House Passes $800 Million Stop-Gap Spending Bill

Rep Greg Harris (D) discusses details of the bill, as debate begins.

State Capitol – House Democrats on Thursday brought their $800 Million plus funding bill, HB-109, to the floor which passed after a debate that ran over an hour, which set the tone of pain and suffering of those who are owed money from the state, with arguments that those entities need immediate aid and cannot wait for a resolution to the political power struggle that has kept a full-year budget from becoming law for the last two years.

Colleges, universities, MAP grants recipients, and social service agencies would share in the $800 million, that is being pulled from a few special accounts, where the money was held.

In the House debate, Democrats argued consistently that this money was critical to keep the lights burning at various social service providers, for the students trying to determine if they can afford to go to school in the fall with a MAP grant [a MAP grant is Monetary Assistance Program].

But Republicans said every member of the House knows of the suffering of those owed money from the state. But “throwing out crumbs to starving people” is not the way to solve the problem.  The GOP House members noted that the legislature should be passing a full budget, not a series of financial bandages that prolong the state’s financial crisis.

Rep Steven Anderson, (R), said that when Republicans agreed to a six-month partial funding bill that was passed in July of last year, but ended on December 31, the Republicans were part of the effort to craft that bill.

Anderson noted that this bill, was put together entirely by Democrats, without consultation, and rushed through committee and to the floor within 24 hours of its being made public.

Anderson said, “When you rush things, mistakes are made.”  He then read a list of organizations who would be getting funds from this spending bill, HB-109, that he noted some of those getting funds are already out of business.  He said other organizations listed could not get the funds, because they are already out of compliance with financial reporting due from previous state funds.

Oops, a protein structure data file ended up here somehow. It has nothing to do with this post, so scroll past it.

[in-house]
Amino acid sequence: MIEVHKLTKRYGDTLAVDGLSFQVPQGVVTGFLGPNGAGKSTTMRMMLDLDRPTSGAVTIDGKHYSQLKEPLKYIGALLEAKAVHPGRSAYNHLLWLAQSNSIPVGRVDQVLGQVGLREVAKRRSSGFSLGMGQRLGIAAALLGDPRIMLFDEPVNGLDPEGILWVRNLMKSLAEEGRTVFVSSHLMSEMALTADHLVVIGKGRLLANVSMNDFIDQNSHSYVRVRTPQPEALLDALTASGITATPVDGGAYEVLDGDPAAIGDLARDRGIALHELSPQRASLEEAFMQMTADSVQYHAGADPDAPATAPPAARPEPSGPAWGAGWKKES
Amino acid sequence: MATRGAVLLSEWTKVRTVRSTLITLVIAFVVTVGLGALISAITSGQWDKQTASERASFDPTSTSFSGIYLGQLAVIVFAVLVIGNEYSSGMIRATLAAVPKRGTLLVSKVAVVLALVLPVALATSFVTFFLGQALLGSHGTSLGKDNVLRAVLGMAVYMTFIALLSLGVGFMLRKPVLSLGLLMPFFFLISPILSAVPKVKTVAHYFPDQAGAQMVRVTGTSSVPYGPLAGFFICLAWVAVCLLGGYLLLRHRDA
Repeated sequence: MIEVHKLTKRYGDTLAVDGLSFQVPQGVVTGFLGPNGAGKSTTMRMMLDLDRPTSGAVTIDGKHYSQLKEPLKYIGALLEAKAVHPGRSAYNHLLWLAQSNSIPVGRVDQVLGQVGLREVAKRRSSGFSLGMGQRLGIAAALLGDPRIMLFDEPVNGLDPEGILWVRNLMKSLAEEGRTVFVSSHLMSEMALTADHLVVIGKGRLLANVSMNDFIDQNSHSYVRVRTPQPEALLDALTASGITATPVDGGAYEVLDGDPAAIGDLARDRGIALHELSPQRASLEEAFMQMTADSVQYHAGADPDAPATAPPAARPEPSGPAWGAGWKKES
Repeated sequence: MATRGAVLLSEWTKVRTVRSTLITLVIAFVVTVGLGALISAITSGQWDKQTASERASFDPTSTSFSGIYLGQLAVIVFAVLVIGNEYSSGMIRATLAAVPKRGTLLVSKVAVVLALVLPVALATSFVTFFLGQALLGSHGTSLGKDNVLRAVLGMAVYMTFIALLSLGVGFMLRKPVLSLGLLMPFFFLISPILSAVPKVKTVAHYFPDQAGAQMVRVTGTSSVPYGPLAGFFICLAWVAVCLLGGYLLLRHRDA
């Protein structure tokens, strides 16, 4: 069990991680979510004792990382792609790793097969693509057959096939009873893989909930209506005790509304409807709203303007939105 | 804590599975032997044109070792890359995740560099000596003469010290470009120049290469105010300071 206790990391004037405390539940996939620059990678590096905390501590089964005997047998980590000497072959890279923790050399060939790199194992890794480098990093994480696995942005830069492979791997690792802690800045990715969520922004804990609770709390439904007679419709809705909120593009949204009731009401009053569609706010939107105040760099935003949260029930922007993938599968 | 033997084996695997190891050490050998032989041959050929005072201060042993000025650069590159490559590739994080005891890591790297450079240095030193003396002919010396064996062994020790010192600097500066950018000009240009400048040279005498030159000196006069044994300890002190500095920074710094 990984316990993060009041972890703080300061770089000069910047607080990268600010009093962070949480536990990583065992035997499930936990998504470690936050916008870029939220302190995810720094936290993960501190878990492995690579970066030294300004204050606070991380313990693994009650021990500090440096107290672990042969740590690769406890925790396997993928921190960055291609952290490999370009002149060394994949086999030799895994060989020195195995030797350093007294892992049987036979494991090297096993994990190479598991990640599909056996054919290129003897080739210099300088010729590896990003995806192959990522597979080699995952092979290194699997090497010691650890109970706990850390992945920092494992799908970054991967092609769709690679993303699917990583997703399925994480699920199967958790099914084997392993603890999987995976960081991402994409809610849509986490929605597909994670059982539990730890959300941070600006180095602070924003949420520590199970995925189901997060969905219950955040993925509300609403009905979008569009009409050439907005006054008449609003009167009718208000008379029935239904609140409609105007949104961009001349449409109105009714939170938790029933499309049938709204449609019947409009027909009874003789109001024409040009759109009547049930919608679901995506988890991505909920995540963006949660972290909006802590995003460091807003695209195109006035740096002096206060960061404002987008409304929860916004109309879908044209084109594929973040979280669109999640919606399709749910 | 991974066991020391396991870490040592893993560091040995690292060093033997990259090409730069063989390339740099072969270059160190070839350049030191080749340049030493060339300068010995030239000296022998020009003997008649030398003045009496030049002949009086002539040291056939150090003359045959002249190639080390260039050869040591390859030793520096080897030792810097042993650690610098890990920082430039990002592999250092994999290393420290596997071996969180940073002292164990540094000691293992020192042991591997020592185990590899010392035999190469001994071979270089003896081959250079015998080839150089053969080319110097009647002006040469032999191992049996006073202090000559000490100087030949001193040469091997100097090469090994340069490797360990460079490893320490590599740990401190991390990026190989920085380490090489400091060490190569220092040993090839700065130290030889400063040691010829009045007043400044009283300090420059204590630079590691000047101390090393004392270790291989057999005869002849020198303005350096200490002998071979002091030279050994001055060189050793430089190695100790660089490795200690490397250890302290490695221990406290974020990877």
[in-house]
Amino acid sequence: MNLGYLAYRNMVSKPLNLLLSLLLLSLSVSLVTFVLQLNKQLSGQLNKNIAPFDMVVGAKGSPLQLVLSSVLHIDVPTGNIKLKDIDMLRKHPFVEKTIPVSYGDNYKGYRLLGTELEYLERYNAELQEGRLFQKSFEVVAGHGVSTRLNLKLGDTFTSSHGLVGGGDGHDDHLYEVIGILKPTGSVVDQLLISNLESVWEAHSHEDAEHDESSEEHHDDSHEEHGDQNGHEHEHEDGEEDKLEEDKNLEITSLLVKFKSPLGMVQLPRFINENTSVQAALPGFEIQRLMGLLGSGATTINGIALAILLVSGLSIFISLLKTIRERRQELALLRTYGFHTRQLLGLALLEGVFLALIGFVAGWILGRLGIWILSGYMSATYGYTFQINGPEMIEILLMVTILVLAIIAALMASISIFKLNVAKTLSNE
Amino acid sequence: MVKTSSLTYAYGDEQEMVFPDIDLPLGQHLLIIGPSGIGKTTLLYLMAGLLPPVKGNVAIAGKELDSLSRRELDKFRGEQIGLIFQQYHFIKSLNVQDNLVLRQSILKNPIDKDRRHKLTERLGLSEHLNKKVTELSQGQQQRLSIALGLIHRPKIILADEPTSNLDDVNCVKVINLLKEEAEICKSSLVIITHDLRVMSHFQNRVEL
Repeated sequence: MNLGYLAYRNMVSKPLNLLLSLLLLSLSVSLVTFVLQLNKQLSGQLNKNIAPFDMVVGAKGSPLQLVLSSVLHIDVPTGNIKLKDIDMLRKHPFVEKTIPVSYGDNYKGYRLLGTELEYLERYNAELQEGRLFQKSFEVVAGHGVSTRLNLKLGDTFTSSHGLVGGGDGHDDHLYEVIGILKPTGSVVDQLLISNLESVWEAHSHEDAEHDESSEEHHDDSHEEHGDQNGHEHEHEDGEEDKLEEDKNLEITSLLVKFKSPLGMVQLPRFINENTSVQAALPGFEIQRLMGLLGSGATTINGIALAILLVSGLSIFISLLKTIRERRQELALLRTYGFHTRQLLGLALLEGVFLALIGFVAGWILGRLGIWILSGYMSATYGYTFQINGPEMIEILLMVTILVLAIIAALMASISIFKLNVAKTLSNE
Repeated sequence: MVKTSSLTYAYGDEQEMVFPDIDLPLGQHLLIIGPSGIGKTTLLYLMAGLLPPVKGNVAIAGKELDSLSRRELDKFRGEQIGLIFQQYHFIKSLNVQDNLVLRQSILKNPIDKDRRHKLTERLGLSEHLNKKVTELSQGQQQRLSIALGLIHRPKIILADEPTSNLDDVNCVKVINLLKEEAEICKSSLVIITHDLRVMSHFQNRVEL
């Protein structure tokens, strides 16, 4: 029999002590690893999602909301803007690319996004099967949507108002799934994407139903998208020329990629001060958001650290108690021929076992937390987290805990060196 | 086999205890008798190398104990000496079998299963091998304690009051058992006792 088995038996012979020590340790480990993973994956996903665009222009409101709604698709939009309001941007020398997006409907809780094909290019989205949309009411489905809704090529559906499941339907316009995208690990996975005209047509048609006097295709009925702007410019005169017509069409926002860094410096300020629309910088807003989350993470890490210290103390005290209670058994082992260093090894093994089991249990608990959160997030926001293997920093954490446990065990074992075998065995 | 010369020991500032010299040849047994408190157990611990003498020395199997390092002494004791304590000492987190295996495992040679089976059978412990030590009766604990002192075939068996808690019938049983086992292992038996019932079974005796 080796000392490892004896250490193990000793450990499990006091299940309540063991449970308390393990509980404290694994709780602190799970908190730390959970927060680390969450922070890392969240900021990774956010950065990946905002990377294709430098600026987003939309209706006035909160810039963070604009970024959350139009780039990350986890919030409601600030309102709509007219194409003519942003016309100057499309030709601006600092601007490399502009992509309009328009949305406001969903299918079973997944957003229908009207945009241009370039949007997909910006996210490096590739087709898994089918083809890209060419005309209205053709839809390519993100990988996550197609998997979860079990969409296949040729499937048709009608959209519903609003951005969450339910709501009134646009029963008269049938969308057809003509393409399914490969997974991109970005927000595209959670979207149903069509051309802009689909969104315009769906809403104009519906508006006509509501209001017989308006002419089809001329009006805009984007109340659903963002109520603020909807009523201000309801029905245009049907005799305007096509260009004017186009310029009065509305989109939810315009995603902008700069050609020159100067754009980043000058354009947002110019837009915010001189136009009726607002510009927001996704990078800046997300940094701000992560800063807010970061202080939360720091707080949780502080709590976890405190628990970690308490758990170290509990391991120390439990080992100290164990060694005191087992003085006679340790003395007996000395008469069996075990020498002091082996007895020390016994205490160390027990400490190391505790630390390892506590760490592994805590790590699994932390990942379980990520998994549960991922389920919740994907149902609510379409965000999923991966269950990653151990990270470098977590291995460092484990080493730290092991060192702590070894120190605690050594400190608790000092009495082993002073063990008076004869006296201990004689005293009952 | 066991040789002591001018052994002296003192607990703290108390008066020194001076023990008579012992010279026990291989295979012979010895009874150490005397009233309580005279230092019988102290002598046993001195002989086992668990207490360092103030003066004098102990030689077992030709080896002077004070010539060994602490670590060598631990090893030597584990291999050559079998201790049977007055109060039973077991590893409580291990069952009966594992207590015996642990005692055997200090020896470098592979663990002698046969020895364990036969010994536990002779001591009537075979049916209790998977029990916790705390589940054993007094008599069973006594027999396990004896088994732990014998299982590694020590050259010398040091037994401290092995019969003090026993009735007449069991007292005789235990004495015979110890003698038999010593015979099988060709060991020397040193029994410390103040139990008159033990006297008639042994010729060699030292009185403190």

Rep David Harris (R) told the House it can’t solve the state’s financial crisis with bills offering partial funding

Rep David Harris said that when you pass partial funds, you allow the pressure to come off those in government who are all hearing of the pain and suffering of their constituents.

Rep Harris said it was critical to keep the pressure on the legislature, because that is the only way anything gets done in Springfield, and passing a full budget was critical.  He noted that if the legislature failed to pass a full year budget, and approved only the amount of money in this spending bill, that the amount that would be going to higher education would be in effect a cut of nearly 60-percent of the money they should be getting.  Harris said that other recipients of funds would also suffer severe cuts, if a full budget was not passed.

Harris said that when you included the funds for higher education from both a previous partial funding bill, with the bill debated on Thursday, that the total of the two partial funding bills means the dollars going to the state’s colleges and universities would only amount to about 45-percent of what they would expect to receive from an annual budget.

After you pass this, What are you going to do then? Is the next crisis going to be whether our schools open?

Rep Jeanie Ives (R) noted that this $800 million, the amount being debated, could go to pay the $880 million owed to K-12 education in school districts across the state to pay for mandated categorical spending, which would include areas like the paying for school bus transportation of students. “Why don’t we pay their bills?  None of this is going to help K-12 education.”

She noted that next year the state’s pension obligation was going to be $8.8 BILLION next year, and that the increase in pension costs from the current year, is equal to the entire $818 million being debated in this bill. Ives argued that without a full budget, the legislature cannot get control of state spending, with so much of the state’s spending now being based on a court order.

Many of the Democrat House members noted that this was a partial funding, but that it was a financial “life-line” being thrown to organizations that have tried to continue operations, while waiting for months to get any funds owed from the state, and then to only get a partial payment.

This is a statewide life-line that will go to organizations and individuals across the state.

Rep Stephanie A. Kifowit (D), said that while this was being sponsored by a Democrat member, the funds in the bill would go to organizations across the state, in districts that are Republican as well as those represented by a Democrat.

The House voted to pass the bill, 64-45, with 8 not voting and one voting “present.”

Before the bill can become law, it will have to pass the Senate, but the Senate cancelled its Friday session, and is now gone for two weeks for its Easter break.

Gov Rauner has said that he would NOT sign another partial funding bill, unless there was language that offered some protection for taxpayers, such as the property tax freeze, that he has long argued for.